Offering fraud and Ponzi scheme cases have, in recent years, become a staple of the SEC enforcement division. Some of these cases are simple shams where the promoters lure unsuspecting investors with tales of quick, easy and safe returns. Others are more complex, involving ventures which actually have an operating businesses but nevertheless defraud investors and may use their funds to cover-up the short comings of the business by paying promised investor returns with money obtained from other investors. In the end, typically, the investors lose and, while the Commission does its best to preserve and recover the funds, much of the cash is gone.
This week the Commission announced the filing of two offering fraud cases. One is SEC v. Pedras, Civil Action No. CV 13-07932 (C. D. Cal. Filed under seal on Oct. 28, 2013). The action names as defendant Christopher Pedras, his partner Sylvester Gray, lead sales agent Alicia Bryan and several companies controlled by the individual defendants. The complaint details two schemes. In the first investors were solicited to acquire interests in the Maxum Gold Small Cap Trading Program. Maxum, it was claimed acted as an intermediary between banks that were not permitted to trade directly with each other. Investors were assured that they would be paid between 4% and 8% monthly and that the investment was safe. Minimum investment was between $5,000 and $10,000 for one program. There were variations of the program that required a larger investment. About 50 investors participated in the program. In fact it was fictitious according to the Commission.
When the promised returns could not be paid, the individual defendants moved to scheme two – the FMP Renal Program. Investors were told they could acquire shares of a New Zealand company which expected to be publicly traded. It operated kidney dialysis clinics in New Zealand. Investors from the first scheme were told they could convert their shares and become an investor in scheme two, netting an 80% increase in value. At least eight U.S. investors participated. This deal was also a fraud, according to the SEC.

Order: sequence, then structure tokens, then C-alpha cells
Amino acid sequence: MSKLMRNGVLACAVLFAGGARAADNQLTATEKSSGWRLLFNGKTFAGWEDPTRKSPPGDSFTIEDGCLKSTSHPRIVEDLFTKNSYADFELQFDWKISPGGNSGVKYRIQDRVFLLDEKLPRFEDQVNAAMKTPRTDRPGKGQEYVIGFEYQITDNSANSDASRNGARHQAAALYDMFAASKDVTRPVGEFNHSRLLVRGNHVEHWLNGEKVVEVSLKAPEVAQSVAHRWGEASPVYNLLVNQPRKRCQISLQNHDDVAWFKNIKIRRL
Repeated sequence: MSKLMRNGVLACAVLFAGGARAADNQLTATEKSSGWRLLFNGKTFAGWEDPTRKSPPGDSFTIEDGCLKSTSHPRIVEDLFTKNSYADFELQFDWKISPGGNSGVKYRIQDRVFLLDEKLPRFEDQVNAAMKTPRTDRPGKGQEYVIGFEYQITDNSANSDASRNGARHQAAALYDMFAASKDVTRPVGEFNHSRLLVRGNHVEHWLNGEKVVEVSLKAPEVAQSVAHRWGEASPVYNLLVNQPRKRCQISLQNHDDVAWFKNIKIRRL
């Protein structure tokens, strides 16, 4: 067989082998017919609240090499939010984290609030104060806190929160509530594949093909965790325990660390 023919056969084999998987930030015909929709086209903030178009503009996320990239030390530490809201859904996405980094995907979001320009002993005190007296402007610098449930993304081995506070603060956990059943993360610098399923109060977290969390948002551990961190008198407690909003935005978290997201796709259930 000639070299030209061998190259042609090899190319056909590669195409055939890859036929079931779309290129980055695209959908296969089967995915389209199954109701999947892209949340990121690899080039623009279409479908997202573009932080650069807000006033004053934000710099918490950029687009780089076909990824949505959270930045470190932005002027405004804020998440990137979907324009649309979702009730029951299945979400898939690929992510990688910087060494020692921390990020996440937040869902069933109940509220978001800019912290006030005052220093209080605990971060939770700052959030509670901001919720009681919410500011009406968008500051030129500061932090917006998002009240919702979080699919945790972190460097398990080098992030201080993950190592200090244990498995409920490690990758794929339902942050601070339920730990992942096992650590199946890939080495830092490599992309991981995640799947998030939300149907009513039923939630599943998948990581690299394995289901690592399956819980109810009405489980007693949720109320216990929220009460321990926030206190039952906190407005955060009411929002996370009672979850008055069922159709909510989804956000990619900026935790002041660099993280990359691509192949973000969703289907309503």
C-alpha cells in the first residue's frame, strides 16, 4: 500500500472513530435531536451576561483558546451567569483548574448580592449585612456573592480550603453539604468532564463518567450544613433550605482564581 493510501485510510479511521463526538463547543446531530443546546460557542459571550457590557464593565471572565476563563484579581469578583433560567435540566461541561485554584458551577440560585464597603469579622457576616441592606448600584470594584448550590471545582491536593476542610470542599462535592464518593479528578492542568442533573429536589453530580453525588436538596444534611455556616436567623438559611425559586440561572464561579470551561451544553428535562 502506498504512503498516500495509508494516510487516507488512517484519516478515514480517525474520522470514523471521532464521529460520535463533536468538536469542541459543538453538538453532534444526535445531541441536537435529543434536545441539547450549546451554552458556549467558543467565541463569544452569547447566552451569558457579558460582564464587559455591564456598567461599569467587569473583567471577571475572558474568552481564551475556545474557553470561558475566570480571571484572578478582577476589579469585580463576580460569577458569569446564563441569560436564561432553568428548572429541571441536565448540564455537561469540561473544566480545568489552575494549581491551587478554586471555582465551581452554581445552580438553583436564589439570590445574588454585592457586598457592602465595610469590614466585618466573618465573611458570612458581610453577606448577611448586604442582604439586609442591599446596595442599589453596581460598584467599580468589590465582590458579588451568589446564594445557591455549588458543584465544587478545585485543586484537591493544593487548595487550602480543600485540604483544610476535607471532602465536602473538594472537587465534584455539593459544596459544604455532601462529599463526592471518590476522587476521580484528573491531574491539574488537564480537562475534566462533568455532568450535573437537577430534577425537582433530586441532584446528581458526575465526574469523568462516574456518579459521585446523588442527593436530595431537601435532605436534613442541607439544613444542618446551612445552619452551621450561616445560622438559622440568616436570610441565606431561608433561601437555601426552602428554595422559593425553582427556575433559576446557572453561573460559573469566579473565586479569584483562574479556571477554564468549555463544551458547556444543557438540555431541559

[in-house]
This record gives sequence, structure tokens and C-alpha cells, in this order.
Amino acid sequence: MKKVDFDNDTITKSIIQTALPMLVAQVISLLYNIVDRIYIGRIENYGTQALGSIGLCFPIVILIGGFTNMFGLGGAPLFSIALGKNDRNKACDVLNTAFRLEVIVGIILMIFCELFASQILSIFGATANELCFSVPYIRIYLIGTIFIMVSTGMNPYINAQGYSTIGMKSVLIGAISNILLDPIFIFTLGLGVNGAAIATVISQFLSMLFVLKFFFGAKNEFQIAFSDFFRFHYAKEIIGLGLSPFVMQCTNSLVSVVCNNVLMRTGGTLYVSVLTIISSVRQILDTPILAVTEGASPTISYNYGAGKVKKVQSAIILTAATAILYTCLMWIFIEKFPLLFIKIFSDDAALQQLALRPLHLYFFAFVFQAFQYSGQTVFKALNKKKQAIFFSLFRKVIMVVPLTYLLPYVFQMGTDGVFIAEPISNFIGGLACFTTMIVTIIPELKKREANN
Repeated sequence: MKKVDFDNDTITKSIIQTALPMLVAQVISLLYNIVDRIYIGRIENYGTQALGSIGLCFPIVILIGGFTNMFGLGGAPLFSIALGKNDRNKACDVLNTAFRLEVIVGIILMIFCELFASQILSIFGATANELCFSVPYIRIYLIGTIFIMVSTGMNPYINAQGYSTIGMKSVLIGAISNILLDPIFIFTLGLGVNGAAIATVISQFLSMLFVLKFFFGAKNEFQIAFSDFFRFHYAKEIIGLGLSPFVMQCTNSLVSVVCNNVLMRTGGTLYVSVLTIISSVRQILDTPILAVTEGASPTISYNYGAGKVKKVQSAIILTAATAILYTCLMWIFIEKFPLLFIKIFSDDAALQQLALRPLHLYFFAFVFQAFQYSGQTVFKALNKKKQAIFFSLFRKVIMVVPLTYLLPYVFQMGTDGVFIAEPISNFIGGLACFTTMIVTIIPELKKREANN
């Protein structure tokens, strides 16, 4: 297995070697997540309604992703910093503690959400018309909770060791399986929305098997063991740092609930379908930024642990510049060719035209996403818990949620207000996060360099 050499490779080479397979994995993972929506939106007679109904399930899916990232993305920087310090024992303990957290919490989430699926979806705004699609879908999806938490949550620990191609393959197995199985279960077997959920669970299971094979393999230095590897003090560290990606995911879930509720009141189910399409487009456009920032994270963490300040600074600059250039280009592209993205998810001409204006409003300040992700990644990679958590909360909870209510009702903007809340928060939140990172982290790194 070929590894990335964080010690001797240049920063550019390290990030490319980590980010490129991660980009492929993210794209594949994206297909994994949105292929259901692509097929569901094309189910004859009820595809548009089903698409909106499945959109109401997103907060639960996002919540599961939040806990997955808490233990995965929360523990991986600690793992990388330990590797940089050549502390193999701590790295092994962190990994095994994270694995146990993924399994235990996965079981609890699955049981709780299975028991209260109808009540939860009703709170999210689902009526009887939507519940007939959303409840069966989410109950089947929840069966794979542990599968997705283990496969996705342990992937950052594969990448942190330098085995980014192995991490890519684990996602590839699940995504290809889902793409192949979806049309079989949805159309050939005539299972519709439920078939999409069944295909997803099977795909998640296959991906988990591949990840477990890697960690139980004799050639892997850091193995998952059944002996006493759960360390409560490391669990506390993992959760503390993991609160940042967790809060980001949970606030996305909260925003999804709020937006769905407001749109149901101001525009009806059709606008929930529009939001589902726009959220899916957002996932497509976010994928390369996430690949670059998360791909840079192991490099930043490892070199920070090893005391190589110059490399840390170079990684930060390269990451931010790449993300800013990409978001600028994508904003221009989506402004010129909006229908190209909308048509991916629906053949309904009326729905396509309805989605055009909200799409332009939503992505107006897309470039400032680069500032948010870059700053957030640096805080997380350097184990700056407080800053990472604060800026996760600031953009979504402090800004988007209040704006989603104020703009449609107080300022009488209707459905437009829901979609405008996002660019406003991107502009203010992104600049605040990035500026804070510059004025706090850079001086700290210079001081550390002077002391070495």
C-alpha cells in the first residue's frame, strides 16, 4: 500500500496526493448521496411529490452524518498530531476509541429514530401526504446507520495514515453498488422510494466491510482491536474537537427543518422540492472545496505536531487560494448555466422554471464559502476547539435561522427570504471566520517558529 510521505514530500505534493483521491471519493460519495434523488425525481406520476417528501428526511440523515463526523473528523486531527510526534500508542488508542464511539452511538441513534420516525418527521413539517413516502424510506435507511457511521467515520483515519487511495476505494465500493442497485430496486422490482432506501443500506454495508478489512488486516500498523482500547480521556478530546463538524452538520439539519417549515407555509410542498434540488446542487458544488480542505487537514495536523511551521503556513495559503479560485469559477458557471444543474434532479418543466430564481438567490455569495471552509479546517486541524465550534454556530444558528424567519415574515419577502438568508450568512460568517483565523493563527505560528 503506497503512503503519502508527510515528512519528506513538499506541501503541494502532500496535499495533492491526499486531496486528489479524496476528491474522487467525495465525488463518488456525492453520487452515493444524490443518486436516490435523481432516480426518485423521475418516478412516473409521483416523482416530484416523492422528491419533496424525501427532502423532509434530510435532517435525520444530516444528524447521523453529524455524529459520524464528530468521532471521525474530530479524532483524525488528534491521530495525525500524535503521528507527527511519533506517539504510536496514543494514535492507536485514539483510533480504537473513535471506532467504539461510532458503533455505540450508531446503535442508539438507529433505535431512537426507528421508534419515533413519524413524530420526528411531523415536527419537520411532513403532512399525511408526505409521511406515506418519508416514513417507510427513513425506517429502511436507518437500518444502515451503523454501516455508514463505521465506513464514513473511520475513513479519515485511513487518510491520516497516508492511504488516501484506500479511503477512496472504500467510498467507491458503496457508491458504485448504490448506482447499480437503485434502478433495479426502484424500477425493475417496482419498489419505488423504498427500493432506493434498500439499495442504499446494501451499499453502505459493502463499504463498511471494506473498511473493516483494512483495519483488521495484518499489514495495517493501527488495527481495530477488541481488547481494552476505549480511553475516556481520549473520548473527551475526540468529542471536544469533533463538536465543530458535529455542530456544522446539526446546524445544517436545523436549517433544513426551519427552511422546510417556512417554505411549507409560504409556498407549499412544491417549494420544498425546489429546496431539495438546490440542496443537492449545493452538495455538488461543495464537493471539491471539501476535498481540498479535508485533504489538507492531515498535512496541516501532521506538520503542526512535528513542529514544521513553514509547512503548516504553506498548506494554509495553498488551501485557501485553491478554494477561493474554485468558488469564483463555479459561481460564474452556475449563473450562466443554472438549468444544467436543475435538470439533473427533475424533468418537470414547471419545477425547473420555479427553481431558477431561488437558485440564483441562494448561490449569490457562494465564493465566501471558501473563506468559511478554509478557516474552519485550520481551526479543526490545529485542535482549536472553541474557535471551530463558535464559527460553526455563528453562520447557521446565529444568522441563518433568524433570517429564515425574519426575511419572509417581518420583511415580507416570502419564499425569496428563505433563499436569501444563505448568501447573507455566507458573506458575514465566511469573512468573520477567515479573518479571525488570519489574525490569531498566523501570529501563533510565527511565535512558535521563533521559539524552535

Overall about $2.4 million in investor money was used to make Ponzi type payments to investors while another $2 million was stolen by Mr. Pedras. About $1.2 million was used to pay sales commissions. The Commission’s complaint alleges violations of Securities Act Sections 5(a), 5(c) and 17(a) and Exchange Act Section 10(b). An emergency asset freeze was obtained by the Commission. The case is pending. See Lit. Rel. No. 22862 (Nov. 5, 2013).
The other is SEC v. Wang, Civil Action No. CV 13-07553 (C.D. Calif. Filed under seal Oct. 15, 2013). This is an action against Yin Nan Wang, Wendy Ko, Velocity Investment Group, Inc. which is controlled by the two individual defendants, a series of entities controlled by Investment Group and Rockwell Realty Management, Inc. Beginning as early as 2005 the defendants raised about $9.8 million from 2,000 investors, selling promissory notes issued through Velocity. The company was supposed to be in the real estate business. While apparently it did own real estate, the complaint alleges that its business model was not sustainable because it assumed that the funds raised would be available for operations. In fact large portions were used to pay fees and other items. As a result defendants sought to conceal the true financial condition of the company. In part they did this by making what they admitted were Ponzi type payments to earlier investors from funds obtained from more recent investors. In part they sought to conceal the financial condition of the company by entering into a series of what appear to be meaningless transactions with Rockwell. The complaint alleges violations of Securities Act Section 17(a) and Exchange Act Section 10(b). The case is pending.
For more commentary on developing securities issues, visit SEC Actions, a blog by Thomas Gorman.
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